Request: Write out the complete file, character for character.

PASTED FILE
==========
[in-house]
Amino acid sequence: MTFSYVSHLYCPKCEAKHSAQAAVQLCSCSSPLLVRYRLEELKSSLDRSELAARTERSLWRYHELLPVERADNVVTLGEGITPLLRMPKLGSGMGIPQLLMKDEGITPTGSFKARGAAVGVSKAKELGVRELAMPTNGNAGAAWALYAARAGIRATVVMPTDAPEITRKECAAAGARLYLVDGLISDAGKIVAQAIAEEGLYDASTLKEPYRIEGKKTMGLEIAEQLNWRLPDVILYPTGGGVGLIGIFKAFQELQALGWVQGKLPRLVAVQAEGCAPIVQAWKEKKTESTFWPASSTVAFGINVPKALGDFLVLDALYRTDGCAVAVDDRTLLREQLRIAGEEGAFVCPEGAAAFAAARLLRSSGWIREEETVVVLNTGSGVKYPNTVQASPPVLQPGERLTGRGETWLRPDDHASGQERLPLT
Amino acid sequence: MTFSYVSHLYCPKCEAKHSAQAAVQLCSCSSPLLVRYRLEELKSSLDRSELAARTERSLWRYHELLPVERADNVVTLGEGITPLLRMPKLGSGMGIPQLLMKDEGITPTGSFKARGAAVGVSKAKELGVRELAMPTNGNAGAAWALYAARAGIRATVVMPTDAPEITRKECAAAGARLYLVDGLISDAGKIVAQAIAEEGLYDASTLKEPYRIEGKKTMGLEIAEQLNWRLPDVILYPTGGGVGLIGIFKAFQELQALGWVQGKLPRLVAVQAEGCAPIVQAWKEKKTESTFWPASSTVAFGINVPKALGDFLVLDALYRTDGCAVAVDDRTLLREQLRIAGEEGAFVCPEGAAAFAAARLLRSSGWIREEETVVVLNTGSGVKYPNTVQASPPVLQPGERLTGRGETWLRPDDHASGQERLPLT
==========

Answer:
[in-house]
Amino acid sequence: MTFSYVSHLYCPKCEAKHSAQAAVQLCSCSSPLLVRYRLEELKSSLDRSELAARTERSLWRYHELLPVERADNVVTLGEGITPLLRMPKLGSGMGIPQLLMKDEGITPTGSFKARGAAVGVSKAKELGVRELAMPTNGNAGAAWALYAARAGIRATVVMPTDAPEITRKECAAAGARLYLVDGLISDAGKIVAQAIAEEGLYDASTLKEPYRIEGKKTMGLEIAEQLNWRLPDVILYPTGGGVGLIGIFKAFQELQALGWVQGKLPRLVAVQAEGCAPIVQAWKEKKTESTFWPASSTVAFGINVPKALGDFLVLDALYRTDGCAVAVDDRTLLREQLRIAGEEGAFVCPEGAAAFAAARLLRSSGWIREEETVVVLNTGSGVKYPNTVQASPPVLQPGERLTGRGETWLRPDDHASGQERLPLT
Amino acid sequence: MTFSYVSHLYCPKCEAKHSAQAAVQLCSCSSPLLVRYRLEELKSSLDRSELAARTERSLWRYHELLPVERADNVVTLGEGITPLLRMPKLGSGMGIPQLLMKDEGITPTGSFKARGAAVGVSKAKELGVRELAMPTNGNAGAAWALYAARAGIRATVVMPTDAPEITRKECAAAGARLYLVDGLISDAGKIVAQAIAEEGLYDASTLKEPYRIEGKKTMGLEIAEQLNWRLPDVILYPTGGGVGLIGIFKAFQELQALGWVQGKLPRLVAVQAEGCAPIVQAWKEKKTESTFWPASSTVAFGINVPKALGDFLVLDALYRTDGCAVAVDDRTLLREQLRIAGEEGAFVCPEGAAAFAAARLLRSSGWIREEETVVVLNTGSGVKYPNTVQASPPVLQPGERLTGRGETWLRPDDHASGQERLPLT